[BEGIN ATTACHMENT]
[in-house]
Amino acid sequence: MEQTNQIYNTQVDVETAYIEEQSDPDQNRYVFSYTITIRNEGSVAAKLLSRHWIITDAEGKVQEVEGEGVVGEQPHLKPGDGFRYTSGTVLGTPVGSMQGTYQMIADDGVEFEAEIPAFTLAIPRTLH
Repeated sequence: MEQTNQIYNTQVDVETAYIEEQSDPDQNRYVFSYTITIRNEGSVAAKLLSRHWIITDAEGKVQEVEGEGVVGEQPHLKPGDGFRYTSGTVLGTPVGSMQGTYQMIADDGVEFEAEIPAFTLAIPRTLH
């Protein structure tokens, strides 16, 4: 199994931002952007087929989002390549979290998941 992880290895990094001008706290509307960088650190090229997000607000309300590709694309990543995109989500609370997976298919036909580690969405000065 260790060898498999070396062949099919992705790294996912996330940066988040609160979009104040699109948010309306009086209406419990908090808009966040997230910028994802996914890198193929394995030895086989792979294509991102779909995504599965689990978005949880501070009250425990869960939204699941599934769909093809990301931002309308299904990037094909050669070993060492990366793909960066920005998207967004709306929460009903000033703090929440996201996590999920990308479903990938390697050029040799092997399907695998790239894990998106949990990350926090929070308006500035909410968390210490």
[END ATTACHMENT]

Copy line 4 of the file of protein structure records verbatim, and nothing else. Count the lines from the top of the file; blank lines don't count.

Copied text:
């Protein structure tokens, strides 16, 4: 199994931002952007087929989002390549979290998941 992880290895990094001008706290509307960088650190090229997000607000309300590709694309990543995109989500609370997976298919036909580690969405000065 260790060898498999070396062949099919992705790294996912996330940066988040609160979009104040699109948010309306009086209406419990908090808009966040997230910028994802996914890198193929394995030895086989792979294509991102779909995504599965689990978005949880501070009250425990869960939204699941599934769909093809990301931002309308299904990037094909050669070993060492990366793909960066920005998207967004709306929460009903000033703090929440996201996590999920990308479903990938390697050029040799092997399907695998790239894990998106949990990350926090929070308006500035909410968390210490």